Prior to 2008, live fire testing of aircraft against a man-portable air defense system (MANPADS) threat required setting up a one-time-use test at a remote area of NAWCWD land ranges (see Figure 8). The testing included positioning the aircraft on top of an elevated tower and mounting infrared (IR) heating elements at the desired hit point for acquiring MANPADS missile lock and track. The MANPADS missile was typically launched 1.5 miles away, with the missile then tracking toward the IR signal source (hit point) located down range. Firing a MANPADS missile at a nonmoving target near the ground was risky, challenging, and often resulted in the missile missing its intended target. In addition, the remote setup required relocation of WSL equipment and capabilities, which added complexity and cost to the overall operation, as well as created many test limitations that ultimately resulted in reduced instrumentation, aircraft monitoring, data collection, and choice for the engagement scenario tested. Finally, firing the MANPADS using the standard method for delivery to the target created a fixed condition for velocity (intercept) and was not suitable for replicating other aircraft-to-MANPADS threat engagements.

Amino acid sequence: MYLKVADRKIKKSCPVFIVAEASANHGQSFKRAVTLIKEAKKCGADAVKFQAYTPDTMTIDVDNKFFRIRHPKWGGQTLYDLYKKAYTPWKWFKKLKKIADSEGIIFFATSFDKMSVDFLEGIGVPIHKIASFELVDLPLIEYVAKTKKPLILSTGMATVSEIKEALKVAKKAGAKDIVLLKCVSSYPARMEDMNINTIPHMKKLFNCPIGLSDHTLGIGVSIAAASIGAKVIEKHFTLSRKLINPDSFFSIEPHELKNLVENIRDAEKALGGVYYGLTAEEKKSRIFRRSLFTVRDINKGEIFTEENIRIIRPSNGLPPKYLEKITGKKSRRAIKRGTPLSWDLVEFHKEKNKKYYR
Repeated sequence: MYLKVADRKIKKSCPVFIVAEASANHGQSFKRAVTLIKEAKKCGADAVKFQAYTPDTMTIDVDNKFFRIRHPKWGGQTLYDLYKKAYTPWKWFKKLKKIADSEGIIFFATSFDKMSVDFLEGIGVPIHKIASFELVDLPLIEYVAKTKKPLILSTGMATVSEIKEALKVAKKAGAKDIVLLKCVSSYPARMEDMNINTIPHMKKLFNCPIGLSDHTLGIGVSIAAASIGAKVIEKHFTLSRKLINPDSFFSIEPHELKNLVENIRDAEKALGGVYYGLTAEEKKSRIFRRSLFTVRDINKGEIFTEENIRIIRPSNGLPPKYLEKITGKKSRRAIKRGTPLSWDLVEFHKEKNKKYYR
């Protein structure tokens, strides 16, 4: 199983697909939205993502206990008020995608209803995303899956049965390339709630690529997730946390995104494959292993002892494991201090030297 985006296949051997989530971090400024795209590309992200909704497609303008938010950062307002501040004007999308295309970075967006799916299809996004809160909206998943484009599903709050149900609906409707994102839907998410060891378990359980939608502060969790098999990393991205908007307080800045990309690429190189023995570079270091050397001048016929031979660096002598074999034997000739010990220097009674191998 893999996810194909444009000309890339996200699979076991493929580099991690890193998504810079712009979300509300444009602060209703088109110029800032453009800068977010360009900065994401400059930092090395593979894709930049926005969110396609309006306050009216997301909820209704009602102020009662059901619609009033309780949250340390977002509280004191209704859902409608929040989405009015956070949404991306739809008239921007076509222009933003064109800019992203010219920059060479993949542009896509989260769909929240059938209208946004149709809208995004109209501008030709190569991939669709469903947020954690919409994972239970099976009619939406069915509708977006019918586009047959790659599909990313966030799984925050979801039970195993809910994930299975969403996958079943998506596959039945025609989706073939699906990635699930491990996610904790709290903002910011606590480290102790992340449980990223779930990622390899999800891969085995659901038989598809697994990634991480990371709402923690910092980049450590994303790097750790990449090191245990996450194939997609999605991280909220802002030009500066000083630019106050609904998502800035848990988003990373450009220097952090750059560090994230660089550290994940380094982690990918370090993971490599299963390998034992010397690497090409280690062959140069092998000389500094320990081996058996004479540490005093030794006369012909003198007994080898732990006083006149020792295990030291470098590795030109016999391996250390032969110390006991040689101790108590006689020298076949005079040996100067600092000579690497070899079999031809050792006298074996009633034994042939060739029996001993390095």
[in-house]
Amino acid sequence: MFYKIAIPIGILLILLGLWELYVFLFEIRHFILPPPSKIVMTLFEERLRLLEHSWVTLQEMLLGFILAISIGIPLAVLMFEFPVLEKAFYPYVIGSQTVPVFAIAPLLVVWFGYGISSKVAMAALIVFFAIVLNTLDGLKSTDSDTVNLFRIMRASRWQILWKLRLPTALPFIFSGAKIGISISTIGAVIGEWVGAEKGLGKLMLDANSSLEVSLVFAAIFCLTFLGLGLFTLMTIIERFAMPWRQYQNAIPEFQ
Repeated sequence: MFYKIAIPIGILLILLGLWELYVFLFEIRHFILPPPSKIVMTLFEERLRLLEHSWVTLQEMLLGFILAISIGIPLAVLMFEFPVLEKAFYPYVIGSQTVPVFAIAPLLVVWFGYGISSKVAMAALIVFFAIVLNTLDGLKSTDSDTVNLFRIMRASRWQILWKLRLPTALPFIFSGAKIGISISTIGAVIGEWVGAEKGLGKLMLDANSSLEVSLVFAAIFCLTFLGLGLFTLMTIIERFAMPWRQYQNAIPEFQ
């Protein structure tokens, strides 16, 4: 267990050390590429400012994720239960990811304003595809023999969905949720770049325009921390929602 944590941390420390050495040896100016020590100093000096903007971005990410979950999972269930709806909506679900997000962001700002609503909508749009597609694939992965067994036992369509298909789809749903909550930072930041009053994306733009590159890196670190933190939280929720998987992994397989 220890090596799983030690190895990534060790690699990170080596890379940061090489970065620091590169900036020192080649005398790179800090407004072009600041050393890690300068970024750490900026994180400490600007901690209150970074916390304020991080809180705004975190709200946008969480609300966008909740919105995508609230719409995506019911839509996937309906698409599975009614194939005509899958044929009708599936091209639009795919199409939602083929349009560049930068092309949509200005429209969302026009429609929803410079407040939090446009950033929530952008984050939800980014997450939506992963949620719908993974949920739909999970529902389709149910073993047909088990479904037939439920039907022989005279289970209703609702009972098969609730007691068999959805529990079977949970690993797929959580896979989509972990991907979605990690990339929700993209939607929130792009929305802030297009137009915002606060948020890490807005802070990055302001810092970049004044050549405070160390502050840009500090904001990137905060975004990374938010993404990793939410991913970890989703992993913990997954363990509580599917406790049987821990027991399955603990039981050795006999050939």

Figure 8. F-14 MANPADS Test (Static Condition, Tower Mounted).

Accordingly, from 1994 through 2008, in an attempt to address the aforementioned deficiencies, WSL engineers established the capability to fire MANPADS threats at aircraft with pinpoint accuracy, required approach angles, and intercepting speed. WSL first developed a Missile Engagement Threat Simulator (METS) composed of a high-pressure gas gun to propel items such as missiles, liquids, and other objects, including engine fragments (see Figure 9). In addition, a MANPADS firing capability from the METS gun was added, allowing for close proximity firing of the MANPADS threat at an aircraft that is operational, controlled, monitored, fully instrumented, and under HIVAS airflow.

Figure 9. METS Cold Gas Gun MANPADS Launcher.

RPG Launching